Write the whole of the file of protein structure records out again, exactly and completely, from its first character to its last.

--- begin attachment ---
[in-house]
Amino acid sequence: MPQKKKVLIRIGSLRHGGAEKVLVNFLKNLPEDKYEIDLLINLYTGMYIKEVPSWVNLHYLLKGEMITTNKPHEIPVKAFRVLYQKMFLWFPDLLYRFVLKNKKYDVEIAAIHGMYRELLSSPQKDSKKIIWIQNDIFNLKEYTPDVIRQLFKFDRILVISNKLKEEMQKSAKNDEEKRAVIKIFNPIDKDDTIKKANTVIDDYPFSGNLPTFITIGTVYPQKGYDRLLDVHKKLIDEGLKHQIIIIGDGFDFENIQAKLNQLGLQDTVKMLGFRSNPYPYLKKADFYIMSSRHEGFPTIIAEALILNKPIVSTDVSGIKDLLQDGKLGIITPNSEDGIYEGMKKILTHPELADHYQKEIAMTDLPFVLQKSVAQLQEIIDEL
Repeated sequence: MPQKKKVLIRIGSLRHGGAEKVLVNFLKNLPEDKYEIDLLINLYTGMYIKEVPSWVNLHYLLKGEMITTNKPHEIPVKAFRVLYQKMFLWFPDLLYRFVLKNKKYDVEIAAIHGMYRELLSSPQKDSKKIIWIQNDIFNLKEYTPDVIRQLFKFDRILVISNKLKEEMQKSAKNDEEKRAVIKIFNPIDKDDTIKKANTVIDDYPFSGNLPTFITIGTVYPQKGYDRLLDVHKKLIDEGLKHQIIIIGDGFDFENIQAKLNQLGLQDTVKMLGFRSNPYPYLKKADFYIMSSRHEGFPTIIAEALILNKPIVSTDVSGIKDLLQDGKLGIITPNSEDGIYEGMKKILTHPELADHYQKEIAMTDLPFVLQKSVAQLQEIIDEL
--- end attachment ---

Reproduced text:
[in-house]
Amino acid sequence: MPQKKKVLIRIGSLRHGGAEKVLVNFLKNLPEDKYEIDLLINLYTGMYIKEVPSWVNLHYLLKGEMITTNKPHEIPVKAFRVLYQKMFLWFPDLLYRFVLKNKKYDVEIAAIHGMYRELLSSPQKDSKKIIWIQNDIFNLKEYTPDVIRQLFKFDRILVISNKLKEEMQKSAKNDEEKRAVIKIFNPIDKDDTIKKANTVIDDYPFSGNLPTFITIGTVYPQKGYDRLLDVHKKLIDEGLKHQIIIIGDGFDFENIQAKLNQLGLQDTVKMLGFRSNPYPYLKKADFYIMSSRHEGFPTIIAEALILNKPIVSTDVSGIKDLLQDGKLGIITPNSEDGIYEGMKKILTHPELADHYQKEIAMTDLPFVLQKSVAQLQEIIDEL
Repeated sequence: MPQKKKVLIRIGSLRHGGAEKVLVNFLKNLPEDKYEIDLLINLYTGMYIKEVPSWVNLHYLLKGEMITTNKPHEIPVKAFRVLYQKMFLWFPDLLYRFVLKNKKYDVEIAAIHGMYRELLSSPQKDSKKIIWIQNDIFNLKEYTPDVIRQLFKFDRILVISNKLKEEMQKSAKNDEEKRAVIKIFNPIDKDDTIKKANTVIDDYPFSGNLPTFITIGTVYPQKGYDRLLDVHKKLIDEGLKHQIIIIGDGFDFENIQAKLNQLGLQDTVKMLGFRSNPYPYLKKADFYIMSSRHEGFPTIIAEALILNKPIVSTDVSGIKDLLQDGKLGIITPNSEDGIYEGMKKILTHPELADHYQKEIAMTDLPFVLQKSVAQLQEIIDEL